PLL output frecuency is the result of  ((Crystal frequency/ OSC_DIVIDE) *  PLL_MUL_FACTOR). As the datasheet states the maximum frequency for the UC3B is 60MHz. So the following should configuration can be applied in order to get 60MHz for CPU and 30MHz for PBA (USB will use PBB and PLL1 in order to get 48Mhz from the 12Mhz source)

Crystal Osc: 12MHz
PLL multiplication factor: 9
PLL divisor: 1
PLL0 = (12MHZ / 1) * (9+1) = 120MHz (and we are safe at this frequency)
PLL0 output divided by two = 1 (yes)
CPU frequency = PLL0 output /2 = 60MHz
PBA frequency = 30MHz (Pheriperial Bus A clock)

In order to get this configuration we have to choices. We can do it manually, or we can tell ASF (AVR Software Framework) to set the registers based on our needs.
The old way:

And the simplest way of configuring the frequency we want is by doing the following.

Of course, both ways do the same thing. But this lastest one, lets the ASF do the maths and the configuration for you.
It is important not to forget to set the CPU frequency for NewLib and to initialize the USB clock after setting the main clock source.

First contact with AVR Studio 5 (beta)

After years of being the lastest (and only) official IDE for AVR microcontrollers, Atmel decided to launch a new version of the famous AVR Studio. Of course between this AVR Studio 5 release (which is still beta) and AVR Studio 4, Atmel tried a new IDE for AVR32 based on Eclipse.
From my point of view the AVR32 Studio based on Eclipse was the best decision Atmel did. It brought something new all the developers that love and use AVR products. The fact is that having an IDE based on Eclipse (which is based on Java) let users run the IDE in several platforms and not only Windows (as AVR Studio 4 did). Moreover, Atmel delivered an AVR32 Toolchain for Windows and Linux, and the lastest one was easily ported to OS X.
The new version of AVR Studio (5) is based on…. Visual Studio! Yes… it can only runs on Windows (don’t try Wine, it’s like trying to drive a new BMW X5 with an old FIAT 600 engine, you will not go very far). But, let’s judge it by  how it works, and not how it was constructed.

As you might image when listening that it was based on Visual Studio, the ASM/C/C++ compiler is integrated with the instaler. And also the software framework, even though this last one is only available for AVR32 and the XMega series. There is no ASF for the 8bit family (yet).

Once the project is created, everything is very similar to AVR Studio 4. May be this is one of the reason why Atmel choose Visual Studio instead of Eclipse for the new IDE.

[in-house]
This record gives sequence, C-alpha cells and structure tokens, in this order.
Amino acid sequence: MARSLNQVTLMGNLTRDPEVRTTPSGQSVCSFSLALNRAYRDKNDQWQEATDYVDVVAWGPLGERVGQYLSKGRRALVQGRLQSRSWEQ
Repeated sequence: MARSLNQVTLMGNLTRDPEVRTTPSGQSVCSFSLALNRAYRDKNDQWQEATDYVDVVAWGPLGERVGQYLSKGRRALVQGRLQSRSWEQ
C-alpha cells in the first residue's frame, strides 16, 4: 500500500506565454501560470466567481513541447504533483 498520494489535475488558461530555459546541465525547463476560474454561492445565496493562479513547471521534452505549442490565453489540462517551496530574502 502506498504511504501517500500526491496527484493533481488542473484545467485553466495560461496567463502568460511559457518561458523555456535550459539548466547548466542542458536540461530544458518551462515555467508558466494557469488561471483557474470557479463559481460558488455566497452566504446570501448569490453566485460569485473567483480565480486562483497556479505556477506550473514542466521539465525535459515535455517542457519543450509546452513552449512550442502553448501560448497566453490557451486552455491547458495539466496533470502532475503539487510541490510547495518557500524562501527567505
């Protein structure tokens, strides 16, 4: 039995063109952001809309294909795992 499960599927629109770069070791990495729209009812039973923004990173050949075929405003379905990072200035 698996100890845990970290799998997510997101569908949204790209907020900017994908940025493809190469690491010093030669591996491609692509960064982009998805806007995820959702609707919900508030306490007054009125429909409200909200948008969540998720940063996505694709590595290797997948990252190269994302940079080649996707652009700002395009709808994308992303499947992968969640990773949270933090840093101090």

At a glance there are a few interesting things that were necessary to have. For example, you can import an AVR Studio 4 project into this new IDE.

As it happens with AVR32 Studio (based on Eclipse) you have a few predefined code snippets, and can add yours.

The project properties panel is more complete, you can choose different microcontrollers, and configure the toolchain in the same way you do it with Eclipse (for AVR32)

To sum up, AVR Studio 5 it’s a better IDE than Studio 4, it’s not perfect or portable to other platforms, but it gives me a good impression.

Software Framework comes to rescue: FAT32

Embedded applications make intense use of information these days, both for reading configurations and writing logs and process’ results. Developers tend to use built-in FLASH or small EEPROM memories to archive these tasks but as information gets complex, systems’ features grow and programming is done in high level languages, the need of a reliable and flexible solution takes more importance.
Is in this situation when embedded systems designers incorporates technologies available in personal computers, servers and mobile devices. Using mass storage devices like USB keys, USB-SATA disks and memory cards is a great solution for several problems including portability, capacity and reliability.
The Atmel’s AVR32 Software Framework incorporates low level drivers for SD/MMC cards, AT45DB memories and a USB mini Host driver capable of communicating with USB keys and disks. Moreover FAT12/16/32 is present as a high level API that can be connected to any low level driver.
Creating a file inside a directory, and writing something inside is as simple as this

For making use of these drivers and components the project must be configured with the following features:

  • Drivers
    • PM
    • SPI
    • USART
    • GPIO
    • INTC
  • Components
    • SD/MMC Memory Card
  • Services
    • FAT File System
    • Memory Control Access Services

Then it is necessary to set CONFIG/conf_access.h properly to activate the SD/MMC logic unit.

/*! name Activation of Logical Unit Numbers
//! @{
#define LUN_0 DISABLE //!< On-Chip Virtual Memory.
#define LUN_1 DISABLE //!< AT45DBX Data Flash.